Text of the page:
Three(ish) things I want to remember from the sessions I went to on Friday and Saturday
Building Student Understanding of the Mathematical
Practices through INformative Assessment
Matt McLeod, Mary
Wedon (EDC)
 Assessing students’ use of structure (MP7) through
computation problems. In directions, write “avoid unnecessary computation”
 "Hidden Meaning" questions
 ex: 36(6^{5}) is
equivalent to 6^{7}. Explain or show why this is true.
 "Chunking" questions
 ex: Simplify the following: 8(99^{2}4)+3(99^{2}4)11(99^{2}4)
FakeWorld Math: When Mathematical Modeling Goes Wrong
Dan Meyer
 There are 5 steps of modeling. Students do a lot of steps
3 and 4 in textbooks. We should be doing a lot more of 1, 2, and 5. Students don’t need
to do all 5 steps every time you do modeling. Celebrate what students are
contributing at each level through praise, one clap, etc.
1. Identify
the variables
2.
Formulate models
3. Perform
operations
4.
Interpret results
5. Validate
conclusions
 When modeling, we need to be honest about whether the math
“works.” Have a discussion why the predicted height in cups with all accurate computation isn't the actual height in cups.
 Set up situations that require knowledge that students
don’t have yet. This creates a need for a “bigger boat” (Jaws reference) before
we give it to them.
Investigating the Pythagorean Theorem and Its Proofs
Robyn Carlin
 What is the definition of “proof” in the common core? Is
it enough for students to be looking at examples and then making
generalizations?
Reasoning Revisions Revolution
Patrick Callahan and Jessica
Murk
 In having students work on problems you don’t know the
answer to, you authentically cede authority and model reasoning and revision
 After having students/groups write and revise their own
rules, having all students write the same rule down at the end defeats the
purpose
 With peer feedback, the authority shifts from teacher to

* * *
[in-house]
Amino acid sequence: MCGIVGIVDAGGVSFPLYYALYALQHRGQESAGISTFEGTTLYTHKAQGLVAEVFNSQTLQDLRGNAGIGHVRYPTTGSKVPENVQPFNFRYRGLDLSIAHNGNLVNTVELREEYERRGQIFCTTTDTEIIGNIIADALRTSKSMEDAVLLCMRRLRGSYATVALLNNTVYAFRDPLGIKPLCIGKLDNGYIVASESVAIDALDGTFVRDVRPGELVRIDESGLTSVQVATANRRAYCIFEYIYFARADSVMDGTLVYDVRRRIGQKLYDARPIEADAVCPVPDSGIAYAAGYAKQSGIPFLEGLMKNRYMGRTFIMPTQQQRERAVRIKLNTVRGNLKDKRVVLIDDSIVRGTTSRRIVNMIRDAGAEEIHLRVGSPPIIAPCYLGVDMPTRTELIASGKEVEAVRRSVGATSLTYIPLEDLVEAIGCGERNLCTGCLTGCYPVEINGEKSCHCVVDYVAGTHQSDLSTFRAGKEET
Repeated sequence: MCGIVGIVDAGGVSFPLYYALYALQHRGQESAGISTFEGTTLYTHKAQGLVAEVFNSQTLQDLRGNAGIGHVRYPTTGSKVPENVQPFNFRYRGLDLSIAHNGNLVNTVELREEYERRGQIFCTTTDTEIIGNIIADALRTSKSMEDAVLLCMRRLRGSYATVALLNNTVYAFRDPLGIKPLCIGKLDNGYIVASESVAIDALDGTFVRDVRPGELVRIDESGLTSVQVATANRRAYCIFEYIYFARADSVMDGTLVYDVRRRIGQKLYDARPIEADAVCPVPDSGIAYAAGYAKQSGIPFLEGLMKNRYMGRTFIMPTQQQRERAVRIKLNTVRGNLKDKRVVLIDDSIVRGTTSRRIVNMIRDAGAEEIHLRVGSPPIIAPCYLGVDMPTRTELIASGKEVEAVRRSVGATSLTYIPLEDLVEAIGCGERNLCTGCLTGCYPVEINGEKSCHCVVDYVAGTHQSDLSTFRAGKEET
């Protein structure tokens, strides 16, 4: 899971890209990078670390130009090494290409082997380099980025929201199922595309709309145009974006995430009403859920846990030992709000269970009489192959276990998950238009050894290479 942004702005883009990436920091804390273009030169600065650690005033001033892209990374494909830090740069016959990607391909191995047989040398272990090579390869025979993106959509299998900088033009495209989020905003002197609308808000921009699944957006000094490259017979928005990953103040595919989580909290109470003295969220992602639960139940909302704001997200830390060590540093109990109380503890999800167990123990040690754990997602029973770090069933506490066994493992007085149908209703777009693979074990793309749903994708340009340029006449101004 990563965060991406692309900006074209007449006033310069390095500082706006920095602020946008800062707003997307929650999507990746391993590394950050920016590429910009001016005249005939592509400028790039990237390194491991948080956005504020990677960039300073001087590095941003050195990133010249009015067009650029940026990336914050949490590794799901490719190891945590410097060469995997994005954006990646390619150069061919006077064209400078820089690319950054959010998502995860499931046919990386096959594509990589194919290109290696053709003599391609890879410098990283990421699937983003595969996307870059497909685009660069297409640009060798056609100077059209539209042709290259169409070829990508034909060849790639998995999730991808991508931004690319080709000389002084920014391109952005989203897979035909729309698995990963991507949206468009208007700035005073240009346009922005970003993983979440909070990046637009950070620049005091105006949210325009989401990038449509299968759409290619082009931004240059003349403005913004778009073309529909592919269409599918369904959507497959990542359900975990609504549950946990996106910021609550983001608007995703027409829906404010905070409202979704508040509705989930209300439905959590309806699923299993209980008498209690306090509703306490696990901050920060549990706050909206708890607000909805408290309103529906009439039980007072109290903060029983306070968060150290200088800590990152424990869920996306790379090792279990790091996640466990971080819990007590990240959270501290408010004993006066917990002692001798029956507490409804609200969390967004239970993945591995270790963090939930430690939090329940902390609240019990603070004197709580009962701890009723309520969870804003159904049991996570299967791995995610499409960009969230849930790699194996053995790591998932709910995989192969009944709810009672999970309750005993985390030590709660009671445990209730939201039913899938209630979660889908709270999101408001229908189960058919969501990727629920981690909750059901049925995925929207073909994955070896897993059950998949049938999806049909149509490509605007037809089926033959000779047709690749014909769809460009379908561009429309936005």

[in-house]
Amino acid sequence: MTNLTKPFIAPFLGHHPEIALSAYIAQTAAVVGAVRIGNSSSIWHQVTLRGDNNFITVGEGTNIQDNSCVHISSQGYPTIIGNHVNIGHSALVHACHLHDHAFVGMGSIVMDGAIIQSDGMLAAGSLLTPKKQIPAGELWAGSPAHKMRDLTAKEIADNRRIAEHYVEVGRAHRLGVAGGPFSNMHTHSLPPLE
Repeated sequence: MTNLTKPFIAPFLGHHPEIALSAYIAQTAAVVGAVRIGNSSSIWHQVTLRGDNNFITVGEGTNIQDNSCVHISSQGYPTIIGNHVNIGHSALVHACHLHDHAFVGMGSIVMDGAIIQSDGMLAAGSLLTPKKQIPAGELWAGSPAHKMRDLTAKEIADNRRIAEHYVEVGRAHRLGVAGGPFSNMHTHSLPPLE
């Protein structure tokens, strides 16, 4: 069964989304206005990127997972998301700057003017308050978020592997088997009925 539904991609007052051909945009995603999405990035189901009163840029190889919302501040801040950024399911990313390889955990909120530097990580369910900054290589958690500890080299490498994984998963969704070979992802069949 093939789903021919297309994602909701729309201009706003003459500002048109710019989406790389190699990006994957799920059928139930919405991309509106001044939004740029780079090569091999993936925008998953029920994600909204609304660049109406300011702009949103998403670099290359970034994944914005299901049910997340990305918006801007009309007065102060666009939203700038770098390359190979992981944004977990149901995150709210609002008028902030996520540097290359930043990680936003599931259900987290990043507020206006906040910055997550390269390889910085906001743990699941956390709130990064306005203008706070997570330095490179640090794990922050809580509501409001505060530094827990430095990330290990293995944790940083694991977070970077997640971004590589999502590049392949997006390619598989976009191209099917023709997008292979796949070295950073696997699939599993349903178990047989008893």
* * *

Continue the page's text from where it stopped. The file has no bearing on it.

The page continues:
student. Feedback expectations:
 it takes
practice
 giving
feedback is not the same as being mean
 think
about what you would find helpful
 avoid
opinions
 be
specific
What do my students know? How do they know it?
Barbara Dougherty and
Jeanette Olson
 Encourage students to show their thinking rather than
show their work. In doing so you open the door for valuing logical reasoning over
structured algorithms.
 Challenges of open response questions in progress
monitoring:
 students
couldn’t explain
 hard to
score
 students
often skipped
 In multiple choice, options have different point values
based on complexity of thinking required for the (wrong) option
Bringing the Standards for Mathematical Practice to Life
In Classrooms
Ruth Parker
 Daily objectives are too fragmented of a way to learn
math. Instead, there should be 6 to 8 units of study a year where you are looking at the same math on the first and last day of the unit (see
Phil Daro on grain size). Then, students
should be able to answer “what are you trying to figure out right now?” instead
of “what math are you learning today?”
 Big mathematical ideas are never fully mastered. They deepen
in complexity over time. Therefore, learners should encounter:
 fragile understandings
 periods of cognitive dissonance
 mistakes as sites of learning
 states of not knowing… yet
 Can You See? (Teacher starts by asking questions, then
turns it over to the student)





 2/5?
 2/3?
1 divided by 2/3 ?
 a way for students to gain
addition fluency
 after doing an example or two,
ask students to come up with their questions and explore them
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